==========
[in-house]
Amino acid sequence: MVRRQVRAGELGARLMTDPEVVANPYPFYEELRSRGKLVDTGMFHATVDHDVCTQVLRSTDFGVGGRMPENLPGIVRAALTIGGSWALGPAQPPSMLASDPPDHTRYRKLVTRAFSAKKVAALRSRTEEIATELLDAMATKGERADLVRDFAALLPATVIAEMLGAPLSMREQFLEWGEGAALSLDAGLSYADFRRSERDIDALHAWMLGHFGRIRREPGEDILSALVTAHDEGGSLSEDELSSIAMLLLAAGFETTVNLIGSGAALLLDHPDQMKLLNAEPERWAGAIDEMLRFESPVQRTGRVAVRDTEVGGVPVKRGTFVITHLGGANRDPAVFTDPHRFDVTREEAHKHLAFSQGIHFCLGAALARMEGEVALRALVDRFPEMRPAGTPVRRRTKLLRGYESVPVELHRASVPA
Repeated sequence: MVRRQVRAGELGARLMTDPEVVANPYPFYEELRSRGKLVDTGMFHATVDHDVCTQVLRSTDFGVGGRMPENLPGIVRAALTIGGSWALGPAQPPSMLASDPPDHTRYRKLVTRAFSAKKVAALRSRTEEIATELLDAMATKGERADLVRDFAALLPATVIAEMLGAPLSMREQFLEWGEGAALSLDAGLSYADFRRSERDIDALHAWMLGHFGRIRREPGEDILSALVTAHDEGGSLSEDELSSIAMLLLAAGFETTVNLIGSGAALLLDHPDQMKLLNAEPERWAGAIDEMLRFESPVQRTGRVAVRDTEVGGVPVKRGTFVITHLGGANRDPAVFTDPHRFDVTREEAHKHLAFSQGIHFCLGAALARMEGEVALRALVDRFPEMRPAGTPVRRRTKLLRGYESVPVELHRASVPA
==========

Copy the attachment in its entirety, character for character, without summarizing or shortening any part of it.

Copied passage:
[in-house]
Amino acid sequence: MVRRQVRAGELGARLMTDPEVVANPYPFYEELRSRGKLVDTGMFHATVDHDVCTQVLRSTDFGVGGRMPENLPGIVRAALTIGGSWALGPAQPPSMLASDPPDHTRYRKLVTRAFSAKKVAALRSRTEEIATELLDAMATKGERADLVRDFAALLPATVIAEMLGAPLSMREQFLEWGEGAALSLDAGLSYADFRRSERDIDALHAWMLGHFGRIRREPGEDILSALVTAHDEGGSLSEDELSSIAMLLLAAGFETTVNLIGSGAALLLDHPDQMKLLNAEPERWAGAIDEMLRFESPVQRTGRVAVRDTEVGGVPVKRGTFVITHLGGANRDPAVFTDPHRFDVTREEAHKHLAFSQGIHFCLGAALARMEGEVALRALVDRFPEMRPAGTPVRRRTKLLRGYESVPVELHRASVPA
Repeated sequence: MVRRQVRAGELGARLMTDPEVVANPYPFYEELRSRGKLVDTGMFHATVDHDVCTQVLRSTDFGVGGRMPENLPGIVRAALTIGGSWALGPAQPPSMLASDPPDHTRYRKLVTRAFSAKKVAALRSRTEEIATELLDAMATKGERADLVRDFAALLPATVIAEMLGAPLSMREQFLEWGEGAALSLDAGLSYADFRRSERDIDALHAWMLGHFGRIRREPGEDILSALVTAHDEGGSLSEDELSSIAMLLLAAGFETTVNLIGSGAALLLDHPDQMKLLNAEPERWAGAIDEMLRFESPVQRTGRVAVRDTEVGGVPVKRGTFVITHLGGANRDPAVFTDPHRFDVTREEAHKHLAFSQGIHFCLGAALARMEGEVALRALVDRFPEMRPAGTPVRRRTKLLRGYESVPVELHRASVPA